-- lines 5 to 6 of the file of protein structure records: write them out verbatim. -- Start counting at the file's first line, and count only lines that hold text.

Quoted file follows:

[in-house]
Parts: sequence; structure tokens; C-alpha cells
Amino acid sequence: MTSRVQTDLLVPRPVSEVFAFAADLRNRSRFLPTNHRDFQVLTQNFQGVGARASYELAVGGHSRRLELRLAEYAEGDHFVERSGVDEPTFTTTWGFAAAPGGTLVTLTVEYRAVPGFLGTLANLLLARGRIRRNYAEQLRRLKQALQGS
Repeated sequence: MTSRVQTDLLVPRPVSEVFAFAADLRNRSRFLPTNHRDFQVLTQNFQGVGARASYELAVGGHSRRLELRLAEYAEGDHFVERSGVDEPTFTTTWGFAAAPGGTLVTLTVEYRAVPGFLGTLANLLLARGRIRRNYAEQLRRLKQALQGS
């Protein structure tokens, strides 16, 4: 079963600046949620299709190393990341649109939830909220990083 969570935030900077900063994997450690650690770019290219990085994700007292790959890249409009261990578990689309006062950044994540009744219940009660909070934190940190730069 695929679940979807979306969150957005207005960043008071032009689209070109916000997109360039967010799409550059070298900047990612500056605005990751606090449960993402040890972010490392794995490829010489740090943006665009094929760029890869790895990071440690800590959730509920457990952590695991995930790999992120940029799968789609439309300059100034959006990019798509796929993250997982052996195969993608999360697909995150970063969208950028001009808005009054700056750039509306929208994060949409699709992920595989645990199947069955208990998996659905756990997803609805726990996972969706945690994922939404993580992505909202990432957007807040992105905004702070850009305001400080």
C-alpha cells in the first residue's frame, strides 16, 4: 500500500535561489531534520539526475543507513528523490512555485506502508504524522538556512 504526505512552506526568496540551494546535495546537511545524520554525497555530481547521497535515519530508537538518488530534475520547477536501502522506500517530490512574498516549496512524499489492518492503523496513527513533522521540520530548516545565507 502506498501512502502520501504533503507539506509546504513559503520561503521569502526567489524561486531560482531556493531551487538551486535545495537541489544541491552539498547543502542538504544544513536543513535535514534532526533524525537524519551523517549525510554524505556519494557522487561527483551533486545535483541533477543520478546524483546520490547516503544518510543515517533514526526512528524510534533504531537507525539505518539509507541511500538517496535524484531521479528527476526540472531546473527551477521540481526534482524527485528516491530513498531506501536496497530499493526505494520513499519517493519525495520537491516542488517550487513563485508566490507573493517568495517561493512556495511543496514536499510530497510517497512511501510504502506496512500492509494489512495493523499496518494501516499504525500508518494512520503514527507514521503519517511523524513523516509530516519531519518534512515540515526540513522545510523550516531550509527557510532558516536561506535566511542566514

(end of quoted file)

């Protein structure tokens, strides 16, 4: 079963600046949620299709190393990341649109939830909220990083 969570935030900077900063994997450690650690770019290219990085994700007292790959890249409009261990578990689309006062950044994540009744219940009660909070934190940190730069 695929679940979807979306969150957005207005960043008071032009689209070109916000997109360039967010799409550059070298900047990612500056605005990751606090449960993402040890972010490392794995490829010489740090943006665009094929760029890869790895990071440690800590959730509920457990952590695991995930790999992120940029799968789609439309300059100034959006990019798509796929993250997982052996195969993608999360697909995150970063969208950028001009808005009054700056750039509306929208994060949409699709992920595989645990199947069955208990998996659905756990997803609805726990996972969706945690994922939404993580992505909202990432957007807040992105905004702070850009305001400080």
C-alpha cells in the first residue's frame, strides 16, 4: 500500500535561489531534520539526475543507513528523490512555485506502508504524522538556512 504526505512552506526568496540551494546535495546537511545524520554525497555530481547521497535515519530508537538518488530534475520547477536501502522506500517530490512574498516549496512524499489492518492503523496513527513533522521540520530548516545565507 502506498501512502502520501504533503507539506509546504513559503520561503521569502526567489524561486531560482531556493531551487538551486535545495537541489544541491552539498547543502542538504544544513536543513535535514534532526533524525537524519551523517549525510554524505556519494557522487561527483551533486545535483541533477543520478546524483546520490547516503544518510543515517533514526526512528524510534533504531537507525539505518539509507541511500538517496535524484531521479528527476526540472531546473527551477521540481526534482524527485528516491530513498531506501536496497530499493526505494520513499519517493519525495520537491516542488517550487513563485508566490507573493517568495517561493512556495511543496514536499510530497510517497512511501510504502506496512500492509494489512495493523499496518494501516499504525500508518494512520503514527507514521503519517511523524513523516509530516519531519518534512515540515526540513522545510523550516531550509527557510532558516536561506535566511542566514